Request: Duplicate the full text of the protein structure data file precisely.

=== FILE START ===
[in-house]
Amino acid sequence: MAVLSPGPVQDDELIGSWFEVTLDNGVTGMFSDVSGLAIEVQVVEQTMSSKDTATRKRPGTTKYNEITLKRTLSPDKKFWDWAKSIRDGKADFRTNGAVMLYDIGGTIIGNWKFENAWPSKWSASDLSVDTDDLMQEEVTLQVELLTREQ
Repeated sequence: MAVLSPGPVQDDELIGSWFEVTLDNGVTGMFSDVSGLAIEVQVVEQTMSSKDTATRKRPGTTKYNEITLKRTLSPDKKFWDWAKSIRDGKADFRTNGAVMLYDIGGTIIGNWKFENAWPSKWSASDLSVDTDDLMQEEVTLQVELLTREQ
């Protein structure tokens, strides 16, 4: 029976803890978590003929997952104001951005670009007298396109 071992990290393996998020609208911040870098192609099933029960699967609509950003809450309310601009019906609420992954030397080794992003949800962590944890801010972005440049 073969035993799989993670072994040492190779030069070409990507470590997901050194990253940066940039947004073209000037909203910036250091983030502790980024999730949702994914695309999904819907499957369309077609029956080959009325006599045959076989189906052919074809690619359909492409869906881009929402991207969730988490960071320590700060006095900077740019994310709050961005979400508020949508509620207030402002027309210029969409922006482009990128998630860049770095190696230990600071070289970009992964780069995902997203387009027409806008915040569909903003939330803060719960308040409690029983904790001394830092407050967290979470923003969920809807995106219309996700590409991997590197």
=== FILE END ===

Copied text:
[in-house]
Amino acid sequence: MAVLSPGPVQDDELIGSWFEVTLDNGVTGMFSDVSGLAIEVQVVEQTMSSKDTATRKRPGTTKYNEITLKRTLSPDKKFWDWAKSIRDGKADFRTNGAVMLYDIGGTIIGNWKFENAWPSKWSASDLSVDTDDLMQEEVTLQVELLTREQ
Repeated sequence: MAVLSPGPVQDDELIGSWFEVTLDNGVTGMFSDVSGLAIEVQVVEQTMSSKDTATRKRPGTTKYNEITLKRTLSPDKKFWDWAKSIRDGKADFRTNGAVMLYDIGGTIIGNWKFENAWPSKWSASDLSVDTDDLMQEEVTLQVELLTREQ
């Protein structure tokens, strides 16, 4: 029976803890978590003929997952104001951005670009007298396109 071992990290393996998020609208911040870098192609099933029960699967609509950003809450309310601009019906609420992954030397080794992003949800962590944890801010972005440049 073969035993799989993670072994040492190779030069070409990507470590997901050194990253940066940039947004073209000037909203910036250091983030502790980024999730949702994914695309999904819907499957369309077609029956080959009325006599045959076989189906052919074809690619359909492409869906881009929402991207969730988490960071320590700060006095900077740019994310709050961005979400508020949508509620207030402002027309210029969409922006482009990128998630860049770095190696230990600071070289970009992964780069995902997203387009027409806008915040569909903003939330803060719960308040409690029983904790001394830092407050967290979470923003969920809807995106219309996700590409991997590197």